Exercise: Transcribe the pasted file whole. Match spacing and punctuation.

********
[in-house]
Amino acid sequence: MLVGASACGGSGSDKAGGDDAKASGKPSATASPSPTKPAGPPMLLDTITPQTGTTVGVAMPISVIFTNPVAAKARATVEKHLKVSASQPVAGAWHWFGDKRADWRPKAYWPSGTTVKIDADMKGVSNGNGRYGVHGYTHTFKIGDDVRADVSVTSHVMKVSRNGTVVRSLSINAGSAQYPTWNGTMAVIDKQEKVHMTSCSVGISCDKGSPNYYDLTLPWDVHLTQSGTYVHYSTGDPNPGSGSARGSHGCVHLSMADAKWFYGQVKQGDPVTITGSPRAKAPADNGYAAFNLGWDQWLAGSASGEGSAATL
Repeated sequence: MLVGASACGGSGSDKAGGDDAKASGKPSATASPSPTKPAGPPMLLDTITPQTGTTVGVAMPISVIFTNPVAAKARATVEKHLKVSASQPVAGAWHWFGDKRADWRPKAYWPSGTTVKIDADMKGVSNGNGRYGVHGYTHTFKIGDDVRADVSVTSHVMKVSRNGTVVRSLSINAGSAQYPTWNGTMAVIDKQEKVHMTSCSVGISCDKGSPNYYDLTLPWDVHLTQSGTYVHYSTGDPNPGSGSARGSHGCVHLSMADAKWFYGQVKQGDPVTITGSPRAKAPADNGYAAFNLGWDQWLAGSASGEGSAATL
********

[in-house]
Amino acid sequence: MLVGASACGGSGSDKAGGDDAKASGKPSATASPSPTKPAGPPMLLDTITPQTGTTVGVAMPISVIFTNPVAAKARATVEKHLKVSASQPVAGAWHWFGDKRADWRPKAYWPSGTTVKIDADMKGVSNGNGRYGVHGYTHTFKIGDDVRADVSVTSHVMKVSRNGTVVRSLSINAGSAQYPTWNGTMAVIDKQEKVHMTSCSVGISCDKGSPNYYDLTLPWDVHLTQSGTYVHYSTGDPNPGSGSARGSHGCVHLSMADAKWFYGQVKQGDPVTITGSPRAKAPADNGYAAFNLGWDQWLAGSASGEGSAATL
Repeated sequence: MLVGASACGGSGSDKAGGDDAKASGKPSATASPSPTKPAGPPMLLDTITPQTGTTVGVAMPISVIFTNPVAAKARATVEKHLKVSASQPVAGAWHWFGDKRADWRPKAYWPSGTTVKIDADMKGVSNGNGRYGVHGYTHTFKIGDDVRADVSVTSHVMKVSRNGTVVRSLSINAGSAQYPTWNGTMAVIDKQEKVHMTSCSVGISCDKGSPNYYDLTLPWDVHLTQSGTYVHYSTGDPNPGSGSARGSHGCVHLSMADAKWFYGQVKQGDPVTITGSPRAKAPADNGYAAFNLGWDQWLAGSASGEGSAATL